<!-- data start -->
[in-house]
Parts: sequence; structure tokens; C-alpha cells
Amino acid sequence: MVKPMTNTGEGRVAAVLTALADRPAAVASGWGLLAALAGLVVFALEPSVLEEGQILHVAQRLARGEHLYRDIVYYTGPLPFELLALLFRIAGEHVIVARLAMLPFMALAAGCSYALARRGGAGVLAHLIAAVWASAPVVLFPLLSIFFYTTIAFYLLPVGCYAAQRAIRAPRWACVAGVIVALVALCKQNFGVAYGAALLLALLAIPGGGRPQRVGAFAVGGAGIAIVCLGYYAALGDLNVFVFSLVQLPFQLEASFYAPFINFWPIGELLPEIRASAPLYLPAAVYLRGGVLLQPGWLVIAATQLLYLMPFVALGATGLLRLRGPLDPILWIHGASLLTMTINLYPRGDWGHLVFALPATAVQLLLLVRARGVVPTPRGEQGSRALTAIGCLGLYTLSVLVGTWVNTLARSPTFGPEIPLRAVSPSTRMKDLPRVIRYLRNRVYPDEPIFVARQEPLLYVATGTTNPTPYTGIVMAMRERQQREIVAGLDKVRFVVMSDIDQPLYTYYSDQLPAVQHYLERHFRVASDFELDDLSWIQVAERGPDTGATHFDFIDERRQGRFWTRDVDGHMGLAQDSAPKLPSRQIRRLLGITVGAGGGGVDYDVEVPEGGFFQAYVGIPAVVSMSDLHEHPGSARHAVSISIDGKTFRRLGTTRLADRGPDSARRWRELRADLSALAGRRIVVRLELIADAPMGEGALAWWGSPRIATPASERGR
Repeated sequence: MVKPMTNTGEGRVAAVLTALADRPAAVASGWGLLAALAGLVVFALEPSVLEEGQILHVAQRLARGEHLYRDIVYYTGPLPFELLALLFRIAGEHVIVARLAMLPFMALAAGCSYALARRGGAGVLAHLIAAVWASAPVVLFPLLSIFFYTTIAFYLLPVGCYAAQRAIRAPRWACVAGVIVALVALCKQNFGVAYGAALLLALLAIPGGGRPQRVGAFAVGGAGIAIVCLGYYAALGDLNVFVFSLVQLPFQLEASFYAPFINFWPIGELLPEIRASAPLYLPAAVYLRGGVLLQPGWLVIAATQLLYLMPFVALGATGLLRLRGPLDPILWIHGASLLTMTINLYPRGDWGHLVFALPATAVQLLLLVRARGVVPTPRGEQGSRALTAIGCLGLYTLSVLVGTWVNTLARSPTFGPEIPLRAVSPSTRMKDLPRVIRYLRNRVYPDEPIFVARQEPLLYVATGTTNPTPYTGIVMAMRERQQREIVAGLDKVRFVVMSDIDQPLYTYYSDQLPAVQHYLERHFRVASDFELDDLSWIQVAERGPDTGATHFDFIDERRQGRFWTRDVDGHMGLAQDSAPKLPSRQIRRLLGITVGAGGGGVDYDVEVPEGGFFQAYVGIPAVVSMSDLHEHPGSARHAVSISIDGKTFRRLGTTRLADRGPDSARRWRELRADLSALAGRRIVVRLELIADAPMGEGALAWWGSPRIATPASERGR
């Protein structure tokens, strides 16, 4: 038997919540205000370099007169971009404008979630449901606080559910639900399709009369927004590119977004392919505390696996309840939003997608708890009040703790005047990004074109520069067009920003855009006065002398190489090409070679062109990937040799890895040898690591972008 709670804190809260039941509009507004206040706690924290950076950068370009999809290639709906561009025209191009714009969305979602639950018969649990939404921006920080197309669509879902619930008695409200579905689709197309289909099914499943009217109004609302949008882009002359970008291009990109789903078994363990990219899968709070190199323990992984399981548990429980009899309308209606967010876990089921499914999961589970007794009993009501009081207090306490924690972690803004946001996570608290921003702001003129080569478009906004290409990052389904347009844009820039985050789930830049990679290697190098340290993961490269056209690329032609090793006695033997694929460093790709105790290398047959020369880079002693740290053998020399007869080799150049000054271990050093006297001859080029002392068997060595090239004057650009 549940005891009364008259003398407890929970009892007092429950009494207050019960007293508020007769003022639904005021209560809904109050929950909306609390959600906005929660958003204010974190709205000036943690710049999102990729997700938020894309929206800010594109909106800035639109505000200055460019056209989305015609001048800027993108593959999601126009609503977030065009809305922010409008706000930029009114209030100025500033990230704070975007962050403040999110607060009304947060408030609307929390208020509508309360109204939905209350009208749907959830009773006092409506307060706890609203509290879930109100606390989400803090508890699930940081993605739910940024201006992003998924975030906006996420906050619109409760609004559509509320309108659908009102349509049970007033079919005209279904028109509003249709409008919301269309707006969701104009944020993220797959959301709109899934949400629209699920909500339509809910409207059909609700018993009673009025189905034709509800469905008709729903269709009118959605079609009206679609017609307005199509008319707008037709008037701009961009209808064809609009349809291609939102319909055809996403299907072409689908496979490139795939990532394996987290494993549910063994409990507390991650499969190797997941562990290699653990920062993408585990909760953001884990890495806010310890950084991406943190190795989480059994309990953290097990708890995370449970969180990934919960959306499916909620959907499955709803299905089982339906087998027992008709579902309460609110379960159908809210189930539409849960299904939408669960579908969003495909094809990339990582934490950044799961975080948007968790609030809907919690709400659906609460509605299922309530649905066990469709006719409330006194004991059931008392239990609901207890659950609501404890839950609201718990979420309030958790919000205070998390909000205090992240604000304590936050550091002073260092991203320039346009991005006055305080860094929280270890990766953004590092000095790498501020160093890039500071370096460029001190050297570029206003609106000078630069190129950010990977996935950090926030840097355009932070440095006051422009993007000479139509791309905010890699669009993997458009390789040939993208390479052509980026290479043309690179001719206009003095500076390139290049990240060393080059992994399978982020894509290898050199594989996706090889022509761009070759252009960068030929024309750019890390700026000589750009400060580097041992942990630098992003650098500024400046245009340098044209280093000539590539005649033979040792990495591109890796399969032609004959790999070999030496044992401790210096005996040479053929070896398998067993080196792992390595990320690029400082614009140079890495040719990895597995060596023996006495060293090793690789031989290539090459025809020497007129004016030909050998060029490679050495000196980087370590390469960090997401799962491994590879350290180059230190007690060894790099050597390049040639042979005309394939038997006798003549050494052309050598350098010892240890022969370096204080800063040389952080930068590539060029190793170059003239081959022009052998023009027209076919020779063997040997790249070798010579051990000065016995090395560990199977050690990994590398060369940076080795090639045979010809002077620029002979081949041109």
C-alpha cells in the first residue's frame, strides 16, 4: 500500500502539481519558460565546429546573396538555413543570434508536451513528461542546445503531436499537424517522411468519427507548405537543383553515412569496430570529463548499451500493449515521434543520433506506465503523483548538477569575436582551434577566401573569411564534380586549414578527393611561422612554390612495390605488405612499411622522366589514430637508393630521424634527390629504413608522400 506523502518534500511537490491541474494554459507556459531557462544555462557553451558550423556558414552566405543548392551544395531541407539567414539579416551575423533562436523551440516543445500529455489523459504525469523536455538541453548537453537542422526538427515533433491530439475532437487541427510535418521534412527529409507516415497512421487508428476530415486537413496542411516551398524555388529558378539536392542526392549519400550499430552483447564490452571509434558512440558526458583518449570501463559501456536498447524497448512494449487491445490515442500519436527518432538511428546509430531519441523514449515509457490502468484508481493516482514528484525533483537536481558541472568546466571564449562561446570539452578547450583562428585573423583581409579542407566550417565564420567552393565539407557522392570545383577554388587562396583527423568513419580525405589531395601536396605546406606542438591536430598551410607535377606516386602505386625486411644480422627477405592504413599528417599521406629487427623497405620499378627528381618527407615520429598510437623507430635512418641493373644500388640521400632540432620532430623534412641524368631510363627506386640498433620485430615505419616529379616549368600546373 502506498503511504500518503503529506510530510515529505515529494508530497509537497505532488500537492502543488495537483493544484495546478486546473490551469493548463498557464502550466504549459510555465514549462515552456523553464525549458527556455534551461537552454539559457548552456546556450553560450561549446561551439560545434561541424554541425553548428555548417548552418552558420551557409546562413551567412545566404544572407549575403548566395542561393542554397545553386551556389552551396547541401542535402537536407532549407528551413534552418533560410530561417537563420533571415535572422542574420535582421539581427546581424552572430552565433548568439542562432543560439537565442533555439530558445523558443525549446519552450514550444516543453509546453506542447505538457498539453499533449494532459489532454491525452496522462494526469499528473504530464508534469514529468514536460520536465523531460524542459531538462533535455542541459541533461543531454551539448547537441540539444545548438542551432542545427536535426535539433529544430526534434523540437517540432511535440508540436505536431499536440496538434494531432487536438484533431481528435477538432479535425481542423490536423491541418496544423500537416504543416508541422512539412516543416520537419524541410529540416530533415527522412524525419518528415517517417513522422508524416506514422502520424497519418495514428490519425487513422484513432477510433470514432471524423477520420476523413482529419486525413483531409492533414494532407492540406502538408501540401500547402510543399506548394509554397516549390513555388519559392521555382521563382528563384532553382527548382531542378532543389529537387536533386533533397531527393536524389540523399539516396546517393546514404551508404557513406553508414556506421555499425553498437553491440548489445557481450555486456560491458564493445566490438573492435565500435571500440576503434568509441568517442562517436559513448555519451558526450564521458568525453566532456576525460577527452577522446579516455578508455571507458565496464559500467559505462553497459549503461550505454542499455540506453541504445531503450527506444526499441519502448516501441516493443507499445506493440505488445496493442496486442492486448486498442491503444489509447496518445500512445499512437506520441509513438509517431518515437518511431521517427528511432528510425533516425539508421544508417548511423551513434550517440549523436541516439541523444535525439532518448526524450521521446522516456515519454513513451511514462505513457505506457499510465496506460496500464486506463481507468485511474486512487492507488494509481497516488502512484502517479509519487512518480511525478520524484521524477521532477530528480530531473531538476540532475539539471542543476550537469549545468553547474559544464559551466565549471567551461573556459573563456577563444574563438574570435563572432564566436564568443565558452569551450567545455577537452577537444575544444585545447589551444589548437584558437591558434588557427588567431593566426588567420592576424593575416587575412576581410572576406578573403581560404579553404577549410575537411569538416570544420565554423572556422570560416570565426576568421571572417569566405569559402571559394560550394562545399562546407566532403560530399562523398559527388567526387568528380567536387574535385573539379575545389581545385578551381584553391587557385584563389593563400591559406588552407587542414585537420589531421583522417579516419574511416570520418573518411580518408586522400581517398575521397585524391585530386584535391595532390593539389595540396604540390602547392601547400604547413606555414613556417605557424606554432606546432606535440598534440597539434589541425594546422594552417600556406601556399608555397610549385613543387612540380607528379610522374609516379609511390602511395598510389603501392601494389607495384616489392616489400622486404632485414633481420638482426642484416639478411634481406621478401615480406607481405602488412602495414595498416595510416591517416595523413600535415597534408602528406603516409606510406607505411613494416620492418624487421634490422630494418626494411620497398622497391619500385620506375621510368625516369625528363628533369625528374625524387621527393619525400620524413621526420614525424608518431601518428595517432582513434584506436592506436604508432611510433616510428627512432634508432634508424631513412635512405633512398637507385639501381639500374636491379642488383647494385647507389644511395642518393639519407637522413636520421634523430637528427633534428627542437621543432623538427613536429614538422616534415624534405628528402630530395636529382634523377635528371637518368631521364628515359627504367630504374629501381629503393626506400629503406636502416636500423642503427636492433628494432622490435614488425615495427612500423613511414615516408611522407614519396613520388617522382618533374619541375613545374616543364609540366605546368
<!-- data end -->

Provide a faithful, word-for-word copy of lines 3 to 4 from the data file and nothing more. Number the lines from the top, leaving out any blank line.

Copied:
Amino acid sequence: MVKPMTNTGEGRVAAVLTALADRPAAVASGWGLLAALAGLVVFALEPSVLEEGQILHVAQRLARGEHLYRDIVYYTGPLPFELLALLFRIAGEHVIVARLAMLPFMALAAGCSYALARRGGAGVLAHLIAAVWASAPVVLFPLLSIFFYTTIAFYLLPVGCYAAQRAIRAPRWACVAGVIVALVALCKQNFGVAYGAALLLALLAIPGGGRPQRVGAFAVGGAGIAIVCLGYYAALGDLNVFVFSLVQLPFQLEASFYAPFINFWPIGELLPEIRASAPLYLPAAVYLRGGVLLQPGWLVIAATQLLYLMPFVALGATGLLRLRGPLDPILWIHGASLLTMTINLYPRGDWGHLVFALPATAVQLLLLVRARGVVPTPRGEQGSRALTAIGCLGLYTLSVLVGTWVNTLARSPTFGPEIPLRAVSPSTRMKDLPRVIRYLRNRVYPDEPIFVARQEPLLYVATGTTNPTPYTGIVMAMRERQQREIVAGLDKVRFVVMSDIDQPLYTYYSDQLPAVQHYLERHFRVASDFELDDLSWIQVAERGPDTGATHFDFIDERRQGRFWTRDVDGHMGLAQDSAPKLPSRQIRRLLGITVGAGGGGVDYDVEVPEGGFFQAYVGIPAVVSMSDLHEHPGSARHAVSISIDGKTFRRLGTTRLADRGPDSARRWRELRADLSALAGRRIVVRLELIADAPMGEGALAWWGSPRIATPASERGR
Repeated sequence: MVKPMTNTGEGRVAAVLTALADRPAAVASGWGLLAALAGLVVFALEPSVLEEGQILHVAQRLARGEHLYRDIVYYTGPLPFELLALLFRIAGEHVIVARLAMLPFMALAAGCSYALARRGGAGVLAHLIAAVWASAPVVLFPLLSIFFYTTIAFYLLPVGCYAAQRAIRAPRWACVAGVIVALVALCKQNFGVAYGAALLLALLAIPGGGRPQRVGAFAVGGAGIAIVCLGYYAALGDLNVFVFSLVQLPFQLEASFYAPFINFWPIGELLPEIRASAPLYLPAAVYLRGGVLLQPGWLVIAATQLLYLMPFVALGATGLLRLRGPLDPILWIHGASLLTMTINLYPRGDWGHLVFALPATAVQLLLLVRARGVVPTPRGEQGSRALTAIGCLGLYTLSVLVGTWVNTLARSPTFGPEIPLRAVSPSTRMKDLPRVIRYLRNRVYPDEPIFVARQEPLLYVATGTTNPTPYTGIVMAMRERQQREIVAGLDKVRFVVMSDIDQPLYTYYSDQLPAVQHYLERHFRVASDFELDDLSWIQVAERGPDTGATHFDFIDERRQGRFWTRDVDGHMGLAQDSAPKLPSRQIRRLLGITVGAGGGGVDYDVEVPEGGFFQAYVGIPAVVSMSDLHEHPGSARHAVSISIDGKTFRRLGTTRLADRGPDSARRWRELRADLSALAGRRIVVRLELIADAPMGEGALAWWGSPRIATPASERGR